This article analyzes the history of Brazil, the current legal battle over its Amnesty Law, and finally compares the transitional justice process chosen in Brazil versus other South American countries. An historical background of Brazil from 1964 to the present is given to illustrate the reasons behind the methods chosen by Brazil to implement transitional justice in the country. This historical summary begins with the military’s rise to power in 1964; then discusses the harsh policies implemented by the military in order to maintain its power; the process of democratic transition; and finally the steps taken by Brazil in ...


Livingstone And The Law: Africa’S Greatest Explorer And The Abolition Of The Slave Trade, Jay Milbrandt Aug 2012

Livingstone And The Law: Africa’S Greatest Explorer And The Abolition Of The Slave Trade, Jay Milbrandt

Jay Milbrandt

Few historical events have had such tragic, widespread, and lingering consequences as the exportation of slaves from Africa. While the abolition of western Africa’s transatlantic slave trade is well documented, the events and legal framework that led to the abolition of the slave trade in East Africa remain practically untold. There, an unlikely hero championed abolition: Missionary and explorer Dr. David Livingstone. His method: an ambitious publicity stunt to dramatically change international law.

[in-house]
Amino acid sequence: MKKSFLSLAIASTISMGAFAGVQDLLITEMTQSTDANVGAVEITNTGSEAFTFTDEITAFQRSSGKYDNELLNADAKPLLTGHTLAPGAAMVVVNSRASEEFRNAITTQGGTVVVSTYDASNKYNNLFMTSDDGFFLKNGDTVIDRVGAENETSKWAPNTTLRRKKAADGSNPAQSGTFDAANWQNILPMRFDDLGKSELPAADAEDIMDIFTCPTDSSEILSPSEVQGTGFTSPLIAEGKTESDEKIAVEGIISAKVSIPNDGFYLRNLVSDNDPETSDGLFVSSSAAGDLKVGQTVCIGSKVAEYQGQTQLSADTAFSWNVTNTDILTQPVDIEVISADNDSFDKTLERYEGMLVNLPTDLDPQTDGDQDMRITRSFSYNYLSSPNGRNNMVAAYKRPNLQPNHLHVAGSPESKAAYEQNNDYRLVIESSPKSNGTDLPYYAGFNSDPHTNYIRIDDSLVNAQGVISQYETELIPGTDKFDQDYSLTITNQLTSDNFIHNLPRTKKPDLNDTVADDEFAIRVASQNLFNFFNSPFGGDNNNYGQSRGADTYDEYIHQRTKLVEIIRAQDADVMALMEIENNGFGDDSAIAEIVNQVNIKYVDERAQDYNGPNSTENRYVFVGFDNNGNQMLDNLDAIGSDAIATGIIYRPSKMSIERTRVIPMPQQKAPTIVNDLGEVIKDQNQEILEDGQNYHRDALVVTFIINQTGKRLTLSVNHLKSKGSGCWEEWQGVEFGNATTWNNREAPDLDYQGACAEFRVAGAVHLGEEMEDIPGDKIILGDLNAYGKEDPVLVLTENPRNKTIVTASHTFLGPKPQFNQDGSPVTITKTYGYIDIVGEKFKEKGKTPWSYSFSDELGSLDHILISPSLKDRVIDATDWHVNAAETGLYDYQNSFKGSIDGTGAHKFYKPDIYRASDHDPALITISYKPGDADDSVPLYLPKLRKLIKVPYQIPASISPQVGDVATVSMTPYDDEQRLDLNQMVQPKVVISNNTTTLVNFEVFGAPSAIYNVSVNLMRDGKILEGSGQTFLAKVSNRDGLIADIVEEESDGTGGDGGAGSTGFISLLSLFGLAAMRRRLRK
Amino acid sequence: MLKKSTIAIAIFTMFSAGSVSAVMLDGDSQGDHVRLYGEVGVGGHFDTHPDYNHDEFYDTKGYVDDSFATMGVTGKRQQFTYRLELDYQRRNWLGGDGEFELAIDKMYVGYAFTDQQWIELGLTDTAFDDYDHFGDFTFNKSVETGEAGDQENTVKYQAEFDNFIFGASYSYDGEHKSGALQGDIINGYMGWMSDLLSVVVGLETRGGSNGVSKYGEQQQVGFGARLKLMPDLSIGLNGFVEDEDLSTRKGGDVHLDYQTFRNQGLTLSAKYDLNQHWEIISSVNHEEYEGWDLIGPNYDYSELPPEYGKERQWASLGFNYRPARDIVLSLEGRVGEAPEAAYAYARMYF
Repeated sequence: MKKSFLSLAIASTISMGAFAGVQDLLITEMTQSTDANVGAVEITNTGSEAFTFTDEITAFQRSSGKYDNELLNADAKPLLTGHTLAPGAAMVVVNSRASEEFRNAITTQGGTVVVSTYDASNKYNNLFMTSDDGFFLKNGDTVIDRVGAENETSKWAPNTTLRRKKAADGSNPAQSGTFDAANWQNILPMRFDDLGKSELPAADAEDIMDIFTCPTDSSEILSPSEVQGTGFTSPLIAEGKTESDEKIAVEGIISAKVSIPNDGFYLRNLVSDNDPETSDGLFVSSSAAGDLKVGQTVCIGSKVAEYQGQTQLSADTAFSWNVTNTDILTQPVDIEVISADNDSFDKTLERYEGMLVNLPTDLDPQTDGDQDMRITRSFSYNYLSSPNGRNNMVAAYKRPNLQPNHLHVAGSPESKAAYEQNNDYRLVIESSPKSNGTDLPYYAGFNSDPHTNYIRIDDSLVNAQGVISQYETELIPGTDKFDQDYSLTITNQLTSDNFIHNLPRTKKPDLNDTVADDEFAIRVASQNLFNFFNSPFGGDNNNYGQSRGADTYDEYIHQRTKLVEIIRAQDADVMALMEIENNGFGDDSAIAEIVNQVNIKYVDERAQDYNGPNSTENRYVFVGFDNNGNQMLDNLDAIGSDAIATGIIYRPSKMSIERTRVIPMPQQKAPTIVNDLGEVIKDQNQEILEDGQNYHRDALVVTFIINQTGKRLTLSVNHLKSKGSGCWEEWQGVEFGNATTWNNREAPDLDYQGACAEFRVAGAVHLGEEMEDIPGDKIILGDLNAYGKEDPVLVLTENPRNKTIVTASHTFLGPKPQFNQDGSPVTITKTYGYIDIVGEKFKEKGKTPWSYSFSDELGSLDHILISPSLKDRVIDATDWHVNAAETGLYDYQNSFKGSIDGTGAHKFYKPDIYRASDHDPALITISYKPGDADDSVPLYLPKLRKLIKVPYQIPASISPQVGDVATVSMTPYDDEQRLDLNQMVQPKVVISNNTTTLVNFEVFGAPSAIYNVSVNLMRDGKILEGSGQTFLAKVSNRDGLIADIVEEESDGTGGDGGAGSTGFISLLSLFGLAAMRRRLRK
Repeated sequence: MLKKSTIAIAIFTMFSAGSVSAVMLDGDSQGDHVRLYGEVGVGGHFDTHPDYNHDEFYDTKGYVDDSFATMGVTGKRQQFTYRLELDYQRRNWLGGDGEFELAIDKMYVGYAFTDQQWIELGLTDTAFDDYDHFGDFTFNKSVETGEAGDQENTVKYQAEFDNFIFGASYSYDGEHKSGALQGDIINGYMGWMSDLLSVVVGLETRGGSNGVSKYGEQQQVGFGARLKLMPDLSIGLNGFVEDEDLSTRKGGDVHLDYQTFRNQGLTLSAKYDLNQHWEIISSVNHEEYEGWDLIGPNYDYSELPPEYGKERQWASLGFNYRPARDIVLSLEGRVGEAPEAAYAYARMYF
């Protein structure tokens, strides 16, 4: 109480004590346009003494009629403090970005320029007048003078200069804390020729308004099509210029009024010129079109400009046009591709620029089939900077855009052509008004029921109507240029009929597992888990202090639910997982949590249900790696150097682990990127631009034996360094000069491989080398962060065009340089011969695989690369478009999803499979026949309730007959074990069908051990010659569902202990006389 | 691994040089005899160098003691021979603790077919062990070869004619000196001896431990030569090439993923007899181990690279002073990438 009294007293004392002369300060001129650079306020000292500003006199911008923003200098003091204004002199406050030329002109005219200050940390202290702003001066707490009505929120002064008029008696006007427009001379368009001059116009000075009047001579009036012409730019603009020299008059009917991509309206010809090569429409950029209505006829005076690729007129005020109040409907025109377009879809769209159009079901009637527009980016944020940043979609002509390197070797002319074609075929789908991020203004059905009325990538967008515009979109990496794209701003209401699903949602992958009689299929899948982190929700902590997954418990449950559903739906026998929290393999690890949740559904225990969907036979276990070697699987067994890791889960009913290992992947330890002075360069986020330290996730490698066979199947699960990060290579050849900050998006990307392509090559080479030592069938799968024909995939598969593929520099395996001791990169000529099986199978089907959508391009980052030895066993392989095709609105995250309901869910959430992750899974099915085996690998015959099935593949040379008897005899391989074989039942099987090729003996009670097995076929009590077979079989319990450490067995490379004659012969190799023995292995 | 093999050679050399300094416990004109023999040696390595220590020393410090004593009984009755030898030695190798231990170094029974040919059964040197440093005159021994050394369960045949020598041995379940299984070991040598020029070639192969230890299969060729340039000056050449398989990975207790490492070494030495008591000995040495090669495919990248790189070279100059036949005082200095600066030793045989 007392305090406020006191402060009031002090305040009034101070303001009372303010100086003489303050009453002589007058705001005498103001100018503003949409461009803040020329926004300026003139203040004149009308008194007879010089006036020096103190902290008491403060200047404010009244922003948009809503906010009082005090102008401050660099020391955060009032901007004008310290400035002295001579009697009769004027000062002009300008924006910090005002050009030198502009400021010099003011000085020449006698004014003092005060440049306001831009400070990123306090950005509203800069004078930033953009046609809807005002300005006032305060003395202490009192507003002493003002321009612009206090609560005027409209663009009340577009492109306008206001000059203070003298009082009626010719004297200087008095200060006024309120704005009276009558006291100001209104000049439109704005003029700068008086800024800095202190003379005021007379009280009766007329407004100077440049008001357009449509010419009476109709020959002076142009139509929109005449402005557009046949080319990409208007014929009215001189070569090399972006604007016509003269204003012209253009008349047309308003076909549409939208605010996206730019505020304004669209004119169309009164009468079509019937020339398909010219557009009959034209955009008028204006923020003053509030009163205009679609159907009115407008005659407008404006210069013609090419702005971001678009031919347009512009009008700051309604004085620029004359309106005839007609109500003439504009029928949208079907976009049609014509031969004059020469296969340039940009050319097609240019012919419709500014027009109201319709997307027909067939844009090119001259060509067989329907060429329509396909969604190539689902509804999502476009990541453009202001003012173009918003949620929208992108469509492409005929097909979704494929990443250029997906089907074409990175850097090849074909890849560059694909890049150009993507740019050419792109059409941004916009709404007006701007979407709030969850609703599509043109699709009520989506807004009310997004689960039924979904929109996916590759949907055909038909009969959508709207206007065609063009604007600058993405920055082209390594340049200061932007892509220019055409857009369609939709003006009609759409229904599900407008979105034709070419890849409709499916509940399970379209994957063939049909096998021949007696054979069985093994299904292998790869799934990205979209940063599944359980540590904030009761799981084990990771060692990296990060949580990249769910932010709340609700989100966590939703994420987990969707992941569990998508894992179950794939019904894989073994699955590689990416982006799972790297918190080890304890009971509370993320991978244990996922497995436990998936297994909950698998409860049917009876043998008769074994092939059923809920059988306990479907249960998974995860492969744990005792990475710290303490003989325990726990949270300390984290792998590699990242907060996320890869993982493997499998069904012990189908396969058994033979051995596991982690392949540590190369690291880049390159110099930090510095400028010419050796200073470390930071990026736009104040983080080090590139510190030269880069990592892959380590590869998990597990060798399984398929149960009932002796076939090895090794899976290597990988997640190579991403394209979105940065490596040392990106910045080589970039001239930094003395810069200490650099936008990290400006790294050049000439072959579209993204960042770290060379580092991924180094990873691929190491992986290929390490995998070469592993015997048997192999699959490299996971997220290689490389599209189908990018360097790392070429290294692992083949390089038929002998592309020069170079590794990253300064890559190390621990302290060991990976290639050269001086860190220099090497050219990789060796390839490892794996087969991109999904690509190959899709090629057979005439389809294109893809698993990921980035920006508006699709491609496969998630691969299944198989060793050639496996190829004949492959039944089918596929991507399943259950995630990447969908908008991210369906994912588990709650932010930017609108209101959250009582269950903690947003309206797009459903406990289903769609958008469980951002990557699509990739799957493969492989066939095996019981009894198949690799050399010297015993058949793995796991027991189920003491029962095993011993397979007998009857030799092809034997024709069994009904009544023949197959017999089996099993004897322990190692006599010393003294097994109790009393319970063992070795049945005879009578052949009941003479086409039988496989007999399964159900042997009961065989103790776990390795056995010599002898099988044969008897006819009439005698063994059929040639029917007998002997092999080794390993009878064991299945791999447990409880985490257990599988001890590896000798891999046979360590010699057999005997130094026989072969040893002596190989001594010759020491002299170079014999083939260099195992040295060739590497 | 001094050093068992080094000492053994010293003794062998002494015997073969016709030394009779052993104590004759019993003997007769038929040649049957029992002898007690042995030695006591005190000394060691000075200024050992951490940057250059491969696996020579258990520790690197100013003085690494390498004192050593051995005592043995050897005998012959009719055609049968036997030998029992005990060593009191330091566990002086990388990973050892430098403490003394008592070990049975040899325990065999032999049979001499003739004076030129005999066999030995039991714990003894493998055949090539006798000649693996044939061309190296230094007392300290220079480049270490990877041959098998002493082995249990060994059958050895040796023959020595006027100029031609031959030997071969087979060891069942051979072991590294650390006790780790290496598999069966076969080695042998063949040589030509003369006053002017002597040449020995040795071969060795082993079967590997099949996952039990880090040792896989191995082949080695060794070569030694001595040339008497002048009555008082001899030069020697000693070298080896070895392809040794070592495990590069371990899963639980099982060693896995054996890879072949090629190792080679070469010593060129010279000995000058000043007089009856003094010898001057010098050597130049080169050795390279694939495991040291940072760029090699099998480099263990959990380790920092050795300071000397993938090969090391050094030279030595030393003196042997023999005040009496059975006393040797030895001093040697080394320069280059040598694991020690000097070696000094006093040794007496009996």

This article will illustrate how explorer David Livingstone’s advocacy profoundly affected the legal landscape to restrict the slave trade in East Africa, and eventually dealt ...


The Role Of Religion In A Catholic Law School: A Century Of Experience At Loyola University Chicago, Thomas M. Haney Aug 2012

The Role Of Religion In A Catholic Law School: A Century Of Experience At Loyola University Chicago, Thomas M. Haney

Thomas M. Haney